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10 year countdown realistic?
Old 11-22-2020, 09:57 PM   #1
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10 year countdown realistic?

Hi everyone. Found this forum only more recently, but I've been increasingly stepping into this realm for the last 3-4 years. Like many others, I'm trying to get a pulse on how I'm doing towards ER and if I'm setting myself up adequately towards my goals. Hoping y'all can lend some wisdom!

I'm 35 and have been getting it in my head that I'd like to retire around 45. I want to spend more time of my life with interests and enjoyment over obligations... and w*rk is biggest source of that right now. I have no worries about being be bored in ER.

My j*b either demands seemingly infinite hours (w/ no OT), or if I cap hours ~40-45 then immense stress when I'm only getting a fraction of my responsibilities done (and firefighting b/c of that). Either way, I'm usually fried from it. I like what I do, and many of the people, but it's big corp squeezing and politics nonetheless. Pace is very much so pressing at 100% most time. Good chance I can go PT in current corp at a point in future; has been a mitigation in my head.

I am married, no kid yet but 1 planned soonish. Wife (younger) and I manage our finances fairly independently and split shared things pretty evenly. Both of us are fairly frugal and don't consider ourselves spendy. Wife is a good saver but not ER level, & has lower salary. She does not expect to retire as early as I and won't push for it like I will. As such, I've been doing most ER pre-planning with only my slice of the pie #s. Figures as follows:

Salary 123k gross
- Invest 30-45k yrly + 12k empl contrib, can/will max out 401k/Roth/HSA til ER, trying out mega backdoor roth this year

NW ~400k (excl house)
- Cash 98k, HYSA, clearly let this run away in recent years, still nervous nowadays to invest most of it due to the Rona uncertainty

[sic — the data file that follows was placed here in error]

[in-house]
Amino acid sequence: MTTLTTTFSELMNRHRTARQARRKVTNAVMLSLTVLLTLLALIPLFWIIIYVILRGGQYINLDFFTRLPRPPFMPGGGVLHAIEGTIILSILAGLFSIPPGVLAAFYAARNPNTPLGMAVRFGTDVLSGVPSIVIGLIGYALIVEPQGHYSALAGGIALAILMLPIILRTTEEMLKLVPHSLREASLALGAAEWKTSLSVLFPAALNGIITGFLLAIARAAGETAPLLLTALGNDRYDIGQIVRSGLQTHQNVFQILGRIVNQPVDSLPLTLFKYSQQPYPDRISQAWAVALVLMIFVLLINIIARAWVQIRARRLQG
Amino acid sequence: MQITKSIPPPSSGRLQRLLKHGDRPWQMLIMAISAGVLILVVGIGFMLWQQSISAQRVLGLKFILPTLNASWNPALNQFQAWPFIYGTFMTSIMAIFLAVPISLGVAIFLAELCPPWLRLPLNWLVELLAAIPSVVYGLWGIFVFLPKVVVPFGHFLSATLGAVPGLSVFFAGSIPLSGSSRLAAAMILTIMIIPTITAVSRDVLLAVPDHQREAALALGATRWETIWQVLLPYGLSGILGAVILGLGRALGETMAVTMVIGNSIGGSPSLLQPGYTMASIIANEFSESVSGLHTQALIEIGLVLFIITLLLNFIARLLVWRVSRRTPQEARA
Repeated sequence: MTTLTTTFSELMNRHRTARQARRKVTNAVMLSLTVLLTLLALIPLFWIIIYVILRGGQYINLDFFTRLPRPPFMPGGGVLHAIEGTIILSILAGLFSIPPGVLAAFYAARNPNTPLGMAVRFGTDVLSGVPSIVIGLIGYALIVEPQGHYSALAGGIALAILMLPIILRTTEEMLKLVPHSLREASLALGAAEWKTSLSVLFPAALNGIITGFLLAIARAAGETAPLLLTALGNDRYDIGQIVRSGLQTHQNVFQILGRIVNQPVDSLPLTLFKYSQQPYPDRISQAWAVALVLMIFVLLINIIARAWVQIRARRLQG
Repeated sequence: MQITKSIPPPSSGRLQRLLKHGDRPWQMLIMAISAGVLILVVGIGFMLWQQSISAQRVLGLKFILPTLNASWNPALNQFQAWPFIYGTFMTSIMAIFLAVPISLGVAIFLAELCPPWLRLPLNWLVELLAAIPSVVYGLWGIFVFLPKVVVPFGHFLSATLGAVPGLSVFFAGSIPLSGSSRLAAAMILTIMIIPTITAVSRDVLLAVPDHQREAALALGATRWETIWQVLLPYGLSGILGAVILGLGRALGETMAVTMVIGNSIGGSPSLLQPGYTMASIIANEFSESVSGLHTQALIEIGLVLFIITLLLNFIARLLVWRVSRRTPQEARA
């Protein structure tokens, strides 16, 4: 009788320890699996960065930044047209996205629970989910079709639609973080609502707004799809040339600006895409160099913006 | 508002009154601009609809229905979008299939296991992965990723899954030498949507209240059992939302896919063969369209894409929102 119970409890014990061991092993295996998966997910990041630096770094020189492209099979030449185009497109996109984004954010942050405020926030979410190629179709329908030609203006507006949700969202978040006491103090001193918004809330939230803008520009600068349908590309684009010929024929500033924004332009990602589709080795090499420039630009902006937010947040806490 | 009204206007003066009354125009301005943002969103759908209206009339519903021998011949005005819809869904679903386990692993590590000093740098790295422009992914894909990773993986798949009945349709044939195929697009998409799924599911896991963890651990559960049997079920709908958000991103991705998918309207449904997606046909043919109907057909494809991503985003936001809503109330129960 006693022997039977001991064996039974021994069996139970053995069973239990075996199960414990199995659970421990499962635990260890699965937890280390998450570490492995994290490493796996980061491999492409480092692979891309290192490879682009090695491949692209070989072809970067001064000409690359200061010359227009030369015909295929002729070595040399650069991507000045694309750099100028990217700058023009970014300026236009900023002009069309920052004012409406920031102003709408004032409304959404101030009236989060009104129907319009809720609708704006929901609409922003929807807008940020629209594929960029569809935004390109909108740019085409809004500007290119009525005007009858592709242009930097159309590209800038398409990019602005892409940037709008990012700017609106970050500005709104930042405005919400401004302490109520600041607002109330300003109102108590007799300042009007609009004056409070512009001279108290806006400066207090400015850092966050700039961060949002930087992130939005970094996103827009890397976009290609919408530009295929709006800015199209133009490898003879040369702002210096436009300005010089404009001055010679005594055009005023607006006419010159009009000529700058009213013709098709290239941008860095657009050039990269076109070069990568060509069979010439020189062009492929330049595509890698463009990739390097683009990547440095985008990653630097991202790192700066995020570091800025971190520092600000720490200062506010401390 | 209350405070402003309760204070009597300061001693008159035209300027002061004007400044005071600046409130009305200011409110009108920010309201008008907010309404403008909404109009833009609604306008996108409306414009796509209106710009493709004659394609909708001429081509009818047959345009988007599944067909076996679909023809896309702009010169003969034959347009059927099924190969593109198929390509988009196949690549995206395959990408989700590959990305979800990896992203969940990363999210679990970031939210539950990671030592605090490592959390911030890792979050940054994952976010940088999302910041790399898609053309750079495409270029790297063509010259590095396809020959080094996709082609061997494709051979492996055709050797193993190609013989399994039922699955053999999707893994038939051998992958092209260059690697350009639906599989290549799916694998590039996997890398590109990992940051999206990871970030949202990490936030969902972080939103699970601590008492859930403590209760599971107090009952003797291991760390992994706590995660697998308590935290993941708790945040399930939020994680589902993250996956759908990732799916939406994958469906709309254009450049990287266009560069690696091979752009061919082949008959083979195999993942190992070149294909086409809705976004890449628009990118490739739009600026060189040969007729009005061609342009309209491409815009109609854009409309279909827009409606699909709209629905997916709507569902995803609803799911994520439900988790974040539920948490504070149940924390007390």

- 401ks 247k, 85/15 mix recently throttled to 80/20
- Roth 36k, Robo aggressive
- After tax 9k, Robo aggressive
- HSA 12k, aggressive

529 8k
Mortgage -135k

Spending 30-50k yrly on my own, been driven by lots of housework and our wedding in recent past. I've got ~12yrs of my spending data so solid basis for analysis and trends. Live in taxy New England.

I've put in a fairly significant effort into modeling and estimating future costs, but would love some other input.

Accounted for:
-Future child (national avgs + 529 contribs)
-Healthcare (latest national estimates)
-Moving twice (next house more $, older settle to mid)
-Commuter car cycles + maintenance tolerance
-Priv health insurance when wife retires til medicare (assuming going on hers in earliest ER)

Not accounted for:
-LTC (would prefer to self- insure/fund)
-Addtl children (not in our plan but)
-Child dependant past 19
-Drastic lifestyle change (ex. not planned to do 8 yrly vacas vs. current 1-2 avg...but sounds nice )

I don't have any set goals yet for leaving an inheritance, but do want that to at least some degree. Ideally I'd like to live off interest in retirement and pass a trust or something, but not sure how realistic that is given the math and time.

So... wrapping up, final questions:
- How realistic does ER@45 feel? Any strong actions recommended to course correct?
- Any glaring assumptions missed?

Thanks everyone in advance and for reading this long winded babbling
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Old 11-23-2020, 06:18 AM   #2
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A child (or three) will change everything, it's not about the newborn-18 yrs old cost, it is about the assurance that they are taken care of no matter what, with whatever it takes.

Everything you have listed is given a dollar amount, and children can't be put on that list.
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Old 11-23-2020, 08:08 AM   #3
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Originally Posted by ckelly78z View Post
A child (or three) will change everything, it's not about the newborn-18 yrs old cost, it is about the assurance that they are taken care of no matter what, with whatever it takes.

Everything you have listed is given a dollar amount, and children can't be put on that list.
I have to agree, it's difficult to quantify all the extras that you wind up paying for with kids. Child care alone can be more than $1K/month for infants, depending on your area's cost of living. But overall, I think you have a decent plan, just know that you definitely will not stick to your plan, it's a guideline. You may overshoot, you may undershoot, the important thing is to keep working at it over time.
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Old 11-23-2020, 08:45 AM   #4
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10 years is certainly doable, if you continue on a career progression that would be typical for someone already cracking into low 6-figures at 35. But that means not thinking about cutting back hours, instead, leaning in, getting promoted, learning to manipulate the internal politics to your advantage, etc.